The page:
Saturday, 11 February 2012

Sporting Picks of 2011, Part 4 - August 1st

2nd Test; Trent Bridge; England (221 & 544) beat India (288 & 158) by 319 Runs

In the end, England were so ruthless in their dismantling of the No. 1 Test side that it was hard to believe India had been in match-winning positions twice in the first two days. Before the fourth day was over in Nottingham, England had secured the two-match lead they need to win the series by to move to the top of the ICC rankings. Their lower-order batsmen ransacked a hapless bowling and fielding outfit, before their fast bowlers demolished India with venom the Nottingham crowd hadn't witnessed since Stuart Broad's hat-trick (above) on the second evening. England had broken India and the upshot was victory by 319 runs, the largest margin in Tests after conceding a first-innings lead.

England were set on their way to test cricket’s number one spot with this win that looked unlikely at points of the first and second days.  Having won the first test by 196 runs at Lords, England went into this test days later as favourites for this test.  However India fought back on the first day, reducing England to 124/8.  Broad then counterattacked, his 64 helped England to reach 221 all out.

On the second day, India were setting themselves up for a large first innings lead, despite having Laxman and Tendulkar out early on in the innings.  Dravid was building a big partnership with Yuvraj Singh, when in the sixth over after the new ball was taken Broad picked up the wicket of Singh.  Broad’s next over saw him take a hat-trick – with the victims being the skipper M S Dhoni, Harbejhan Singh and Kumar.  Soon India had stumbled from being 267 for 4 to being all out for 288 – Dravid top scoring with 117.  Broad did most of the damage with 6/46 – his spell that included the hat trick was 5 for 5.  Day three saw England plunder 400 runs in a day for the first time in a test since day one of that Edgebaston Ashes test in 2005.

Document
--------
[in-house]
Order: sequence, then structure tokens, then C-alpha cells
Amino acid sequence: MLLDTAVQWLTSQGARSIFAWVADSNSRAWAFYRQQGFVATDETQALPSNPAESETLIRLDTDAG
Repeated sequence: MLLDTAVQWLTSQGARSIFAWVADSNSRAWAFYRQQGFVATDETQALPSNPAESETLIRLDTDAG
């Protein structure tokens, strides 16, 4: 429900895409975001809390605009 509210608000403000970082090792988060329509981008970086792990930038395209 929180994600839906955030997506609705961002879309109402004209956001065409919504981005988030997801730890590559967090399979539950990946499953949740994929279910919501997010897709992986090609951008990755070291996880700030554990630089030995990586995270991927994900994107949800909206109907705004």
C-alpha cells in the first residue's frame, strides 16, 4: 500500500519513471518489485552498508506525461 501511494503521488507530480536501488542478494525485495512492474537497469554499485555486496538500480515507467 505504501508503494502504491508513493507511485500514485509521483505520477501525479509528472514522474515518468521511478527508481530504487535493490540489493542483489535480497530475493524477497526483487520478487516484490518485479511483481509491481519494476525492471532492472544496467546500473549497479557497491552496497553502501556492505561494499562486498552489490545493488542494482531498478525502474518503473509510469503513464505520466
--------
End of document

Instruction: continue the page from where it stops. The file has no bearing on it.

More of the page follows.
Pieterson (63) & Bell (159) added 162 runs for the third wicket, Bell & Morgan (70) added 104 runs for the fourth wicket while Prior (73) and Bresnan (90) smashed 119 for the seventh wicket.  If India were not a broken side after that, they would be on the fourth day.  Not content with sharing a stand of 119 with Prior, Bresnan shared a stand of 82 with Stuart Broad (44) – before with half an hour to go before lunch England were bowled out for 544, setting India 478 runs to win.  It would be a target that India would crumble trying to reach.

M S Dhoni falls to Bresnan
Both Dravid and Laxman fell either side of lunch, before India subsided in a battery of short aggressive pitched deliveries from Bresnan.  Mukund, Raina, Yuvraj Singh and Dhoni fell to Bresnan as he picked up four wickets in the afternoon session.  An hour into the final session, it was all over as India fell for 158, Bresnan picked up 5/48.  England were 2-0 up in the series, but crucially they now had the psychological edge over India.  In the third test, India were put in and bundled all out for under 250 before England piled on the runs – with Alistair Cook surpassing his 235* made at the Gabba the previous winter by making 294 – making 710/7 declared.  For much of this test India had the look of a beaten side.

England were now the best test team in the world, and were playing like it (of course this is before they came up against their old bĂȘte noir’s Pakistan).  Judging by India’s performances in Australia in the recent test series, this victory is the one that broke India in more ways than one.

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